Divisions within the Democratic Progressive Party (DPP) have come to the fore again, as the party prepares for the seven-in-one elections next year, with former vice president Annette Lu (呂秀蓮) warning that it could turn away public support.
Lu, who is hoping to represent the DPP in the race for Taipei mayor next year, said the Taipei primary has become a “proxy war” between party heavyweights and could result in a public backlash.
Lu did not name names, but DPP Chairman Su Tseng-chang (蘇貞昌) is widely believed to favor lawyer Wellington Koo (顧立雄), while former DPP chairperson Tsai Ing-wen (蔡英文) reportedly supports National Taiwan University Hospital physician Ko Wen-je (柯文哲), an independent who currently has the highest support rate among all pan-green aspirants.
The Taipei primary has become a proxy for a private competition between Su and Tsai for the DPP chairmanship election next year, Lu said.
This maneuvering for personal gain could cost the party dearly, such as the DPP losing in all constituencies in northern and central Taiwan except Yilan County next year, she said.
Lu, who has repeatedly complained of a lack of media coverage of her campaign and the media’s focus on her age, urged DPP headquarters to remain neutral in the primaries.
Meanwhile, the emergence of the New Tide, arguably the most powerful DPP faction, has caught the public’s attention and raised tensions in the party after the group secured a series of primary victories.
Three nominees — Pan Men-an (潘孟安) of Pingtung County, Wei Ming-ku (魏明谷) of Changhua County and Lee Wen-chung (李文忠) of Nantou County — are New Tide members, while Lee Ching-yung (李進勇) won the Yunlin County primary with the backing of the New Tide.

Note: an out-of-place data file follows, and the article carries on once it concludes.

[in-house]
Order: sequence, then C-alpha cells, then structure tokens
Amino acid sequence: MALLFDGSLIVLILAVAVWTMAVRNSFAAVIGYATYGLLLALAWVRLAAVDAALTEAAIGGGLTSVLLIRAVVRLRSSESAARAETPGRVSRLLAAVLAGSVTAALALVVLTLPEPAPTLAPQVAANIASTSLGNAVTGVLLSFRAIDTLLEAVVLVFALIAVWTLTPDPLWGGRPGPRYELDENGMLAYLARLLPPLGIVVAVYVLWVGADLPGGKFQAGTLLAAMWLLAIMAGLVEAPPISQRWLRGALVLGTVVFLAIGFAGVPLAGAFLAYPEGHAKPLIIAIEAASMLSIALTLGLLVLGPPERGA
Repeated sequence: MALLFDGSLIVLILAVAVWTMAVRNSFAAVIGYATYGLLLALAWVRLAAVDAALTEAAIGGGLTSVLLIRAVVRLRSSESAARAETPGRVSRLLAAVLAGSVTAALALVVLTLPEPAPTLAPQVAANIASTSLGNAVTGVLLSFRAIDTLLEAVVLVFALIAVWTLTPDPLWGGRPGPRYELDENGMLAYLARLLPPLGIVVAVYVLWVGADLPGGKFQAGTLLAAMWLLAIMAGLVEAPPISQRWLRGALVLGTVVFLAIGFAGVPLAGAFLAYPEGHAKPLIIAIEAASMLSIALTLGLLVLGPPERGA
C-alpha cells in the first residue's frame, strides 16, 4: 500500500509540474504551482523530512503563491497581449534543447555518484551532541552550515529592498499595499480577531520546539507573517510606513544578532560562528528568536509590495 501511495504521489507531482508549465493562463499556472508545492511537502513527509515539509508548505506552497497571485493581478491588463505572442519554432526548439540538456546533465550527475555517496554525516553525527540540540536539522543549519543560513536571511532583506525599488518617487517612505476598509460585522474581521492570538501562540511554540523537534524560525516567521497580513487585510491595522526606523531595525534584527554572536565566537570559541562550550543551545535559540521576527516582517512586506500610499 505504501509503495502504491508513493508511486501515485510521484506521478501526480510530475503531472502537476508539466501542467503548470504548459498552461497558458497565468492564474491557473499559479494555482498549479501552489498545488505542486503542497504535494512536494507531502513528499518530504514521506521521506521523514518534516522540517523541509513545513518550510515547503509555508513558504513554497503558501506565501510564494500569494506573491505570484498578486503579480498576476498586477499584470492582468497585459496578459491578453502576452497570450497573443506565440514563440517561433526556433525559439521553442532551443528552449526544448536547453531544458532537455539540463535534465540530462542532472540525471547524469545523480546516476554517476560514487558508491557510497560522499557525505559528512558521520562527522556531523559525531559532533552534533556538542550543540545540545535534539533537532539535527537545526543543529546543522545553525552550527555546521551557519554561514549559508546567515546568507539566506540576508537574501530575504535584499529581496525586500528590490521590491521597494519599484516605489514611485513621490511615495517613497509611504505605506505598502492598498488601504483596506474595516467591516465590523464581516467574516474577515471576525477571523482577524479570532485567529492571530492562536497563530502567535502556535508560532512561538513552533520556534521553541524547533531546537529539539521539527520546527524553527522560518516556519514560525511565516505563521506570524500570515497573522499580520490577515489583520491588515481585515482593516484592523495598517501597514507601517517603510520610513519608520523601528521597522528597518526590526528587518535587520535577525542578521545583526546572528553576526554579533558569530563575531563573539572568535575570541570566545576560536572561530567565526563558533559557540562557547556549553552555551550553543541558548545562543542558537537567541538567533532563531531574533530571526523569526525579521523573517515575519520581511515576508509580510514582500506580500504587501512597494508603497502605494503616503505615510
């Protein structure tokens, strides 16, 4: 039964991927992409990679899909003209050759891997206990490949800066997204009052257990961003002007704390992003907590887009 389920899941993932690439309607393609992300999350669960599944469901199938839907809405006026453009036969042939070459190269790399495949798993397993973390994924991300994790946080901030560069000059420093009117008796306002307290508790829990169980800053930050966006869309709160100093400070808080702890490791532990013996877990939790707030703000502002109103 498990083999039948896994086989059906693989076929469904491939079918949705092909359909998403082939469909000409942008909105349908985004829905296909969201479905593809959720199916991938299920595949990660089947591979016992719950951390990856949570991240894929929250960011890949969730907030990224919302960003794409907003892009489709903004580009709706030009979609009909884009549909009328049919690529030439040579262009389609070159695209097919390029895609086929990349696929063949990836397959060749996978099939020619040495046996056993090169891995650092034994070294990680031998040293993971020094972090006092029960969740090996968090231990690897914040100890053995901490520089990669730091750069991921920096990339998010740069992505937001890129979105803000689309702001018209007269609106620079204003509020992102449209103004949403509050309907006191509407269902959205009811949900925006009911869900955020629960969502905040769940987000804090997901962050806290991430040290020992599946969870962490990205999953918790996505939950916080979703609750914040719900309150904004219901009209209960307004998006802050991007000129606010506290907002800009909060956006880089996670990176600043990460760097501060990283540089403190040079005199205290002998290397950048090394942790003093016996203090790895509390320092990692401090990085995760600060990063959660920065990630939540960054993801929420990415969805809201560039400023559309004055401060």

In Greater Taichung, Tsai Chi-chang (蔡其昌), another New Tide member, is trying to narrow the gap with Lin Chia-lung (林佳龍) before the primary on Dec. 20. In Taipei, the group appears to have thrown its support behind Koo, with many city councilors who are members of the group endorsing the lawyer.
A DPP resolution in 2006 dissolved all party factions, prohibiting them from establishing offices, recruiting members and fundraising. However, the factions did not really disappear, as many continue to operate in the form of think tanks or foundations led by a senior party member.
The New Tide’s string of primary wins and heavy campaigning to assist them by Greater Tainan Mayor William Lai (賴清德) and Greater Kaohsiung Mayor Chen Chu (陳菊), both New Tide members, could escalate tensions within the party, former DPP legislator Julian Kuo (郭正亮) said yesterday.
Incumbent mayors and commissioners are advised to stay neutral in the primaries to prevent factional tensions, Kuo said.
Former premier Yu Shyi-kun’s victory in the New Taipei City primary, which drew protests of unfairness from New Taipei City (新北市) Chapter director Lo Chih-cheng (羅致政), who is close to Tsai Ing-wen, has also been described as a trade-off between Yu and Su in exchange for support of Su’s re-election campaign for the chairperson’s post next year. Yu and Su have denied the rumor.